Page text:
The Do method receives a set of input objects, which may come from different processes as long as they meet both explicitly defined and implied requirements. The first line acquires an object of type Number. Next, we perform mathematical operations, and return an array containing an element - a modified number. But wait: why do we pass an instance of a Number wrapper class instead of a double? Because, this process modifies (performs operations) on input data and does not create new instances. If a new instance was created, then the Data Process Manager (DPM) could not determine the data's "trace", which basically is a list of processes which operated on it. Remember the rule:

Never create a new instance of data if not necessary.

Thus, data which travels from one process to another should be of a reference type (a class). That is, neither a struct nor a primitive type. You can modify contents of passed objects, but do not create new ones unless it is indispensable.

The GetRequirements method is more intriguing. It returns a ProcessInputRequirements instance, which tells DPM when it can call the Do method. There are various types of restrictions you can add. For now, let's stay with the syntax above. We define a lambda expression which predicates if data can be accepted.

We can define a Cos2Process in a similar manner.

class Cos2Process : IDataProcess
{
    public object[] Do(InputSet input)
    {
        var number = input.SingleData<Number>();
        number.X = Math.Cos(number.X);
        number.X *= number.X;
        return new[] { number };
    }

    public ProcessInputRequirements GetRequirements()
    {
        return new ProcessInputRequirements(o => o.Data is Number);
    }
}

An addition process is next in the row:

class AddProcess : IDataProcess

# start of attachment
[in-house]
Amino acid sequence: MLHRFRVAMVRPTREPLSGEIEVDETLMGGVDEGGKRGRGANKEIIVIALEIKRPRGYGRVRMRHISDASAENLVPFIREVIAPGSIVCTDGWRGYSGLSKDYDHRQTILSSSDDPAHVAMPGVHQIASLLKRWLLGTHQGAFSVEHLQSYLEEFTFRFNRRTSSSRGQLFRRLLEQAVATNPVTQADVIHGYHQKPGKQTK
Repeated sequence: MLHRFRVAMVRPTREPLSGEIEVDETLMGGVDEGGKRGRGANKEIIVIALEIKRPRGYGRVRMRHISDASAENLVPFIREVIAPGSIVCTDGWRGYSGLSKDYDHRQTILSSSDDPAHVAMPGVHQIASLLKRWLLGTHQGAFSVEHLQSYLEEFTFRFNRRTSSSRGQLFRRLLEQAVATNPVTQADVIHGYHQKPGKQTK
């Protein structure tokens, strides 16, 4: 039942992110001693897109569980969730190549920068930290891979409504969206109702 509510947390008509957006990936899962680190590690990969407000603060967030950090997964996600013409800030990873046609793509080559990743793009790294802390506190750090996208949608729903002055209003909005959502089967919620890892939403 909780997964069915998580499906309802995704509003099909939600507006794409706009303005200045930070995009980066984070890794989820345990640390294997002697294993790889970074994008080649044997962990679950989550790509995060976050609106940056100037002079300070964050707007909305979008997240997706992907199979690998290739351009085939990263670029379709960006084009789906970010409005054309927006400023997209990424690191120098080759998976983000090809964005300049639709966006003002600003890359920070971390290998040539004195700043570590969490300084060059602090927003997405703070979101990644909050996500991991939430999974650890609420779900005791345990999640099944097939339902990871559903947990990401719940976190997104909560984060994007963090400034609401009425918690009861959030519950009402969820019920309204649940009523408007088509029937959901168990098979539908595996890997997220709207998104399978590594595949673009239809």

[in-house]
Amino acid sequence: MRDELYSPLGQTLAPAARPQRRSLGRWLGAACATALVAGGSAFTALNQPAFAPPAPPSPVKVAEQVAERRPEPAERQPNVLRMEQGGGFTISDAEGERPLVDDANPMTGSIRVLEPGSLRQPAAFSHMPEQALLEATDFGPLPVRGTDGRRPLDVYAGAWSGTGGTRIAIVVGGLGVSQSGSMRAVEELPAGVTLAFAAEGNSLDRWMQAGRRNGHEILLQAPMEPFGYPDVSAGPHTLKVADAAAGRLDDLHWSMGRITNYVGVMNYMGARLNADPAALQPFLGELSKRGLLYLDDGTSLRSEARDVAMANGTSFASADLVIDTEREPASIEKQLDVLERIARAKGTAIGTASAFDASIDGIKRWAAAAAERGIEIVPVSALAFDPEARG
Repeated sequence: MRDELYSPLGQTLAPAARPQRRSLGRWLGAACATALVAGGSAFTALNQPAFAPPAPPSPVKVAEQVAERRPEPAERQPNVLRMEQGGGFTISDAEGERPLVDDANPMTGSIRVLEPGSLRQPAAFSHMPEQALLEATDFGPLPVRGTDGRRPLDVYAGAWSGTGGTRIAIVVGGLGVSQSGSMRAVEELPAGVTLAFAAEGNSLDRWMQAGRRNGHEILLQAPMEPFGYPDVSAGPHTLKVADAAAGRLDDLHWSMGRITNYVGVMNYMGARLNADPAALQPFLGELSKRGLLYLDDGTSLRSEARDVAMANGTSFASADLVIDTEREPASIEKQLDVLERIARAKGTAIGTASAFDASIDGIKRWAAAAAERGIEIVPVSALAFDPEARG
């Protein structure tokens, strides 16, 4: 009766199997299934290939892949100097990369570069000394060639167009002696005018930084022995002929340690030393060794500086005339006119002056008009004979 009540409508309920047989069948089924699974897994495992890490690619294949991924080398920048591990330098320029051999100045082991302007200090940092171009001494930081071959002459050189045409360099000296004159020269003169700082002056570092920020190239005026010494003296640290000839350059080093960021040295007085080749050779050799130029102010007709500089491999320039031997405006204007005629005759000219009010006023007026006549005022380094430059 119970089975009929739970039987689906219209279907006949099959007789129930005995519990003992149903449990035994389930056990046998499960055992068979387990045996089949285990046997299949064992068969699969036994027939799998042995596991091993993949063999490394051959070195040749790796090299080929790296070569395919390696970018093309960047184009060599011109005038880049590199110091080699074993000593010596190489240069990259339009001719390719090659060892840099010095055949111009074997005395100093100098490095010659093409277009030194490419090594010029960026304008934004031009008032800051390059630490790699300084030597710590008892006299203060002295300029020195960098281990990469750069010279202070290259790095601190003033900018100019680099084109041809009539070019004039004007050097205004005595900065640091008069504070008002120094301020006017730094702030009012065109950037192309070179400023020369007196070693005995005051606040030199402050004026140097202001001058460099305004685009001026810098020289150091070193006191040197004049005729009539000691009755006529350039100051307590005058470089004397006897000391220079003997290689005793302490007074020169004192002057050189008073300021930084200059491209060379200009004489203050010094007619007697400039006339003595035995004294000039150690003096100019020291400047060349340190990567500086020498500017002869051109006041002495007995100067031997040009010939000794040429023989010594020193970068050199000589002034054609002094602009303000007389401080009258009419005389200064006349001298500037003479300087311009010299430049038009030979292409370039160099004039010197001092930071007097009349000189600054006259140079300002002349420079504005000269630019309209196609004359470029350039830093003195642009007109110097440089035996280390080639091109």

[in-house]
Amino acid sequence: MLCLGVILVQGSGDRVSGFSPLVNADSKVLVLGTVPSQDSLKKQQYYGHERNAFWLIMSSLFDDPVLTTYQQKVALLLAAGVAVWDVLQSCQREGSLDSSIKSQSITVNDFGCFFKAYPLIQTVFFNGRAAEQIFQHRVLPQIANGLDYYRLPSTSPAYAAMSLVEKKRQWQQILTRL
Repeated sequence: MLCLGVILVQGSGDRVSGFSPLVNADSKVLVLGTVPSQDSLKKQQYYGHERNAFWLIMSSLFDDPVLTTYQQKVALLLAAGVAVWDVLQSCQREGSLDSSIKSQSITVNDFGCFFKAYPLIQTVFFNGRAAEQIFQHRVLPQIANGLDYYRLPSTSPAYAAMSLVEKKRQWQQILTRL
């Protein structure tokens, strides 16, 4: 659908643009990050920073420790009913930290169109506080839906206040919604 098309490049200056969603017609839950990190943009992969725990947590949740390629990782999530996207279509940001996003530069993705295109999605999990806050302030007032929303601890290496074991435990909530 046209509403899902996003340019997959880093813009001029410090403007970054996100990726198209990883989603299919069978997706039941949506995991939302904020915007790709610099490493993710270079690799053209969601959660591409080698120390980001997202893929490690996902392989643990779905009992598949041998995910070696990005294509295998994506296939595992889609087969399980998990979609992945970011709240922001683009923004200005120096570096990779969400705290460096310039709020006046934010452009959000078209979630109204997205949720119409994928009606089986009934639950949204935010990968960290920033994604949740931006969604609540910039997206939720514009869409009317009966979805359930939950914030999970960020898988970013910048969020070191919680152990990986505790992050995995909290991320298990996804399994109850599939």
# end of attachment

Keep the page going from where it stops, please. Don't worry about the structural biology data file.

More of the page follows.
{
    public object[] Do(InputSet input)
    {
        Number[] numbers = input.AllData<Number>();
        double sum = numbers[0].X + numbers[1].X;
        return new[] { new Number { X = sum } };
    }

    public ProcessInputRequirements GetRequirements()
    {
        return new ProcessInputRequirements(a => a.Data is Number,
                                            b => b.Data is Number);
    }
}

As you can see, we can tell DPM that a process needs more than one input by separating multiple lambda expressions with commas. It can also be done this way:

return new ProcessInputRequirements
{
   {
       new PredicateRequirement
       {
           Predicate = a => a.Data is Number,

       }, 2
       }
};

Well, that's it. Now we have to add the defined processes to a DPM and send test data.

Using the Data Process Manager (DPM)

The DPM is an engine which stores all process instances and distributes incoming data among them. It checks all constraints, manages the number of threads, queues incoming data, and tracks objects to give a control over a process flow.

In the first place, we have to instantiate the DPM and add processes using a collection initializer.

var manager = new DataProcessManager
{
  new Sin2Process(),
  new Cos2Process(),
  new AddProcess()
};

This will add all three processes. Now, we have to handle output data.

// Fires if there was produced output which cannot be input for any process.
manager.Output += manager_Output;

static void manager_Output(object sender, DataProcessManager.OutputEventArgs e)
{
    Console.WriteLine("Output: {0}", e.Output);
}

Now, we send test data and activate the manager.

manager.SendData(new Number{X= 123d});

// You need to activate the manager to start process.
// Although you can still send data when the manager is activated,
// it will produce unnecessary locking overhead
// on each SendData call. Activating is more expensive than locking, though.
manager.Activate();